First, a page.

Its name is derived from a Slavic word meaning "sour" (cf. Russian кислый kisly), as sour fruits are preferred.
Kisel (kee-‘sel) is a thick, starchy drink made mostly of fruit and berries. Kisel can be also made of oats or wheat or peas, which I wouldn’t dare to try. I do admit that this can be really healing for a diseased stomach though. What’s interesting is that oatmeal kisel is one of the oldest Russian dishes ever. There’s a legend telling about an ancient Russian city besieged by nomadic tribes and suffering from famine until an old sage told the citizens to collect all remaining oats and all honey they could still find in their cellars. The citizens did as the wise man told them and brewed kisel from the oats, and sweet drink from the honey. They made two new water wells and filled them with kisel and honey drink, then invited a delegation of nomads, showed them the wells full of drink and kisel, and assured the guests that they had enough food to survive. The nomads were astonished at the fact that Russians obtained food directly from their land and told their king about the miracle. The situation seemed pretty hopeless. The siege was raised, and the nomads went away in search of a different city to conquer.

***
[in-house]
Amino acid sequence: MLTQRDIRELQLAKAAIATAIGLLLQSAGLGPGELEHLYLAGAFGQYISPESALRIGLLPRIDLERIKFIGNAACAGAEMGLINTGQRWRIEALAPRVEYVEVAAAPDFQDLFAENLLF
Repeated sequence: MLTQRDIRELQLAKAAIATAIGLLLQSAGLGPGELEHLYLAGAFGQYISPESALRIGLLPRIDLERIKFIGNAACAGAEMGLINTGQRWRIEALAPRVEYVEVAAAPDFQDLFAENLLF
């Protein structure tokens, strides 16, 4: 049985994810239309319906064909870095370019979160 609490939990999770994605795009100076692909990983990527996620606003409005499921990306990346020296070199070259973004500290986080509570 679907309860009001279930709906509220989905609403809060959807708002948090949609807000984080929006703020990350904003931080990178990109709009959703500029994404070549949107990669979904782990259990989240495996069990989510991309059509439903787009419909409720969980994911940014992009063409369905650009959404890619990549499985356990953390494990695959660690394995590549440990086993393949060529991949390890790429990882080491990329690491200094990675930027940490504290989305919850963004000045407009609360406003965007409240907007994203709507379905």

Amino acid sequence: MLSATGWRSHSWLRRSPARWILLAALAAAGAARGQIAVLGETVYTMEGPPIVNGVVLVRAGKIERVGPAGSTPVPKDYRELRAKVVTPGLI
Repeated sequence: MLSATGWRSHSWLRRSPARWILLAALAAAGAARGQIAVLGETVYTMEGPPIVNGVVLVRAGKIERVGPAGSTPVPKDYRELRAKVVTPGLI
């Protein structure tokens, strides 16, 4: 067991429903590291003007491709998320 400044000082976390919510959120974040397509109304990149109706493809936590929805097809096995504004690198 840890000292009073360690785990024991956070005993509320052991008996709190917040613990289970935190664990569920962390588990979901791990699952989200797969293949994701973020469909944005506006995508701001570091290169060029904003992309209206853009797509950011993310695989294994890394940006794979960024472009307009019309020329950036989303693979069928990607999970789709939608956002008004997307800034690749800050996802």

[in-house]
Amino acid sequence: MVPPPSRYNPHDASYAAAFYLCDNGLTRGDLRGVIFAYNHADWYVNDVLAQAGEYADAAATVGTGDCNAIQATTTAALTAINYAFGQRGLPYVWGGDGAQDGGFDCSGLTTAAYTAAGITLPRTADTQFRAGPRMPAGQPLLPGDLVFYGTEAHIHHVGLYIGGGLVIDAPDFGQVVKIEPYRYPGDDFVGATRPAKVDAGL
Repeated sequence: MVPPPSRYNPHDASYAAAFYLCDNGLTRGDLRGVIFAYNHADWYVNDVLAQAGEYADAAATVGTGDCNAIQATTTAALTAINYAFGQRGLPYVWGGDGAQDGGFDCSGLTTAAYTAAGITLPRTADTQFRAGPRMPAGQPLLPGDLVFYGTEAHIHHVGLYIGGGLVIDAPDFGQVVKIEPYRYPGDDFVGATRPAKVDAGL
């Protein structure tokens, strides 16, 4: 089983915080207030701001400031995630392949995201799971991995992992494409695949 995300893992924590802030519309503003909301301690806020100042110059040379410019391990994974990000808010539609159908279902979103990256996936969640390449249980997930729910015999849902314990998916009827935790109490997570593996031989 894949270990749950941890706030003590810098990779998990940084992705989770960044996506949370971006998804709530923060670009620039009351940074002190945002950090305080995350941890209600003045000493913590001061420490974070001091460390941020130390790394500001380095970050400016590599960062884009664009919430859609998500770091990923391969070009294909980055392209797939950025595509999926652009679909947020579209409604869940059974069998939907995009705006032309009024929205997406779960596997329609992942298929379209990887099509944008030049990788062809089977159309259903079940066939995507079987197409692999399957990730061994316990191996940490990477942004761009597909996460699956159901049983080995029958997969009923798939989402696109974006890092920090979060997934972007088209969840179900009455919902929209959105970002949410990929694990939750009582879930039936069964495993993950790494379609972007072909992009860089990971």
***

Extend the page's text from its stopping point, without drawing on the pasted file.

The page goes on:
There’s also the expression “Milk rivers and kisel shores” in the Russian language, which is used to describe carefree and prosperous life.
You see how important this drink is in Russian culture?
You can have kisel as a soothing drink or serve it with cream of rice, rice pudding, oatmeal cream, or with all kinds of mousse, cream, and custard.